Katherine Addison: The Goblin Emperor
Dec 31, 2015
The Goblin Emperor by Katherine Addison has been nominated for pretty much every fantasy award in existence for best novel in 2014/15. In most cases it didn’t turn out as the absolute winner, but boy, it is a great read! As usual, I heard about The Goblin Emperor on The Incomparable. A bit unusually, I read it quite fresh.
The plot summary is… hard. Because as many reviews have pointed out, there’s really no overarching plot and after everything gets setup, the main character, Maia, is being dragged by the court along on a mostly unpleasant ride. A fourth son, a half goblin Maia, of the Elven emperor is summoned to the court from his exile in the middle of nowhere to be crowned emperor because his father and brothers died in a zeppelin accident. Being too far down the succession line and a regretted child born out of political marriage, he’s received only limited education in seclusion, away from the court and contacts which makes him very ill-prepared for his new role. Quick action, advice from his hated teacher Setheris and surprising capabilities of the messenger Csevet who becomes his secretary give him a fighting chance at the court.
The novel follows Maia as he tries to assert himself in the court he knows very little about. He has no contacts, no allies and doesn’t know who’s pulling which strings. The court intrigue is fascinating and riveting on its own, but a layer of culture in a complex world gives it an additional push to make it excellent. Yes, ultimately Maia just stumbles from coronation, to funeral, to marriage proposals, to treason, to execution, to socialistic uprising, to sabotage, to another treason, to civil planning, to international diplomacy, but the details of the process are interesting. How he has to deal with his new role, very strict etiquette, complete loss of privacy (and most of his sleep), contact with desirable women, interactions with stupid, incompetent or intentionally malevolent people in positions of power, ideologies, cultural clashes, habits and rituals is just fascinating.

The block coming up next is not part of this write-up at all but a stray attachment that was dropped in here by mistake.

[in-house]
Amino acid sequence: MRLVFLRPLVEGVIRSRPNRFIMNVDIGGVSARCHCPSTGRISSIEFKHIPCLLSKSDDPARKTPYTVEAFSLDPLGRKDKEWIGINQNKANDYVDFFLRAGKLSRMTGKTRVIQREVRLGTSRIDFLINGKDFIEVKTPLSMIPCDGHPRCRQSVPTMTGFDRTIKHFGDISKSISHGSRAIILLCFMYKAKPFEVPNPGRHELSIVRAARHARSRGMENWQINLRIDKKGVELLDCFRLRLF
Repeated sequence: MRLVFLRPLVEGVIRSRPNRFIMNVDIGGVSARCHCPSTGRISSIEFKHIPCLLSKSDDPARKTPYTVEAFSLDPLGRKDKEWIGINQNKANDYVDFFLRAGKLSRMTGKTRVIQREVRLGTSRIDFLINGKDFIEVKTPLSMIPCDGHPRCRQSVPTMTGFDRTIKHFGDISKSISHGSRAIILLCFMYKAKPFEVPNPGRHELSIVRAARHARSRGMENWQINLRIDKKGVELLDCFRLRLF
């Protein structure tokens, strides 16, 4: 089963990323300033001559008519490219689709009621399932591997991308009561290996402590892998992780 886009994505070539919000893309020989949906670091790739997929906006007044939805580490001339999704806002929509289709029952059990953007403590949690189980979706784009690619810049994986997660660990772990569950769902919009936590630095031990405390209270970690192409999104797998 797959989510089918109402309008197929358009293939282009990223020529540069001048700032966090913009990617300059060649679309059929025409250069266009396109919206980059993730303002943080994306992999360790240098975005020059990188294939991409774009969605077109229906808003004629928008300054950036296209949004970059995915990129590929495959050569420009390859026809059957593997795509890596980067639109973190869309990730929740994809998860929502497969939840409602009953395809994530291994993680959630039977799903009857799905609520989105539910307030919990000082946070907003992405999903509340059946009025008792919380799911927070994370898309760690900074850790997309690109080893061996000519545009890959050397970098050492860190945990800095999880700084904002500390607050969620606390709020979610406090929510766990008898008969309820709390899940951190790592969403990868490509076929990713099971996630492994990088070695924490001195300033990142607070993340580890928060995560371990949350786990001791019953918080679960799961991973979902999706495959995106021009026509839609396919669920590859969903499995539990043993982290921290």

Addison manages to successfully embed many social issues into the novel and while it sometimes borders on heavy handed, Maia is portrayed as extremely good, honest, polite and reasonable person with very little assumptions about the world. I feared the events of the book would turn Maia sarcastic and he would join the ranks of idealists crushed by the system, but the message of The Goblin Emperor is positive. While Maia loses some of his naivety as he learns how to be an emperor, he doesn’t lose his
humanity goblinity and general hopefulness which makes the novel a very pleasurable read trying to balance all the dark stories we can see every;where else.